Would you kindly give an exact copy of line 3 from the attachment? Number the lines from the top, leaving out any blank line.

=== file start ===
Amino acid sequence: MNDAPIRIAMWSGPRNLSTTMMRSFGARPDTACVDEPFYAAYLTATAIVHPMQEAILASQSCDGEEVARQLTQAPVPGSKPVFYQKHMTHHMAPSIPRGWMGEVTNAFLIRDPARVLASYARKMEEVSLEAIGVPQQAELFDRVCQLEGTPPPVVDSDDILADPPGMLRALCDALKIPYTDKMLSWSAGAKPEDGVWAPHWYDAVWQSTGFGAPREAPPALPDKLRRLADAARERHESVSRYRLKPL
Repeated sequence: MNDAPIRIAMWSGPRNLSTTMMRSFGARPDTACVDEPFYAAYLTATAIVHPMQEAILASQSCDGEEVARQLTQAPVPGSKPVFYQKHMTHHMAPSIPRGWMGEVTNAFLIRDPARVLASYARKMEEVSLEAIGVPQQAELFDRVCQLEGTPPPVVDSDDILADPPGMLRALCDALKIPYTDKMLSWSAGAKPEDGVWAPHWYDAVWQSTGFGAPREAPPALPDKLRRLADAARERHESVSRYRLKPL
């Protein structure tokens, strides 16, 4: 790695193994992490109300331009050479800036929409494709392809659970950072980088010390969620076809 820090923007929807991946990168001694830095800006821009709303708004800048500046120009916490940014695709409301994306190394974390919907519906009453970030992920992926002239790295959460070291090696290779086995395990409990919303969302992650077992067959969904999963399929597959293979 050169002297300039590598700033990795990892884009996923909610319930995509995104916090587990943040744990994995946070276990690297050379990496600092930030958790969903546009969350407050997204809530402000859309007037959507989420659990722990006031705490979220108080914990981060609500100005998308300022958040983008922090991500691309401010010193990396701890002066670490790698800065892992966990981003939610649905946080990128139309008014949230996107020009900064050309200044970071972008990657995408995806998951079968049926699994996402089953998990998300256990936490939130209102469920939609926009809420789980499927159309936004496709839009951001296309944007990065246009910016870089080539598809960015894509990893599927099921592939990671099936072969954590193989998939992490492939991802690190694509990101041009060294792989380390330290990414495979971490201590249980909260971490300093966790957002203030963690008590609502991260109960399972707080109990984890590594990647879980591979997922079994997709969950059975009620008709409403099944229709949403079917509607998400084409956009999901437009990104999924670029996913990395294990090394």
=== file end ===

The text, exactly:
């Protein structure tokens, strides 16, 4: 790695193994992490109300331009050479800036929409494709392809659970950072980088010390969620076809 820090923007929807991946990168001694830095800006821009709303708004800048500046120009916490940014695709409301994306190394974390919907519906009453970030992920992926002239790295959460070291090696290779086995395990409990919303969302992650077992067959969904999963399929597959293979 050169002297300039590598700033990795990892884009996923909610319930995509995104916090587990943040744990994995946070276990690297050379990496600092930030958790969903546009969350407050997204809530402000859309007037959507989420659990722990006031705490979220108080914990981060609500100005998308300022958040983008922090991500691309401010010193990396701890002066670490790698800065892992966990981003939610649905946080990128139309008014949230996107020009900064050309200044970071972008990657995408995806998951079968049926699994996402089953998990998300256990936490939130209102469920939609926009809420789980499927159309936004496709839009951001296309944007990065246009910016870089080539598809960015894509990893599927099921592939990671099936072969954590193989998939992490492939991802690190694509990101041009060294792989380390330290990414495979971490201590249980909260971490300093966790957002203030963690008590609502991260109960399972707080109990984890590594990647879980591979997922079994997709969950059975009620008709409403099944229709949403079917509607998400084409956009999901437009990104999924670029996913990395294990090394």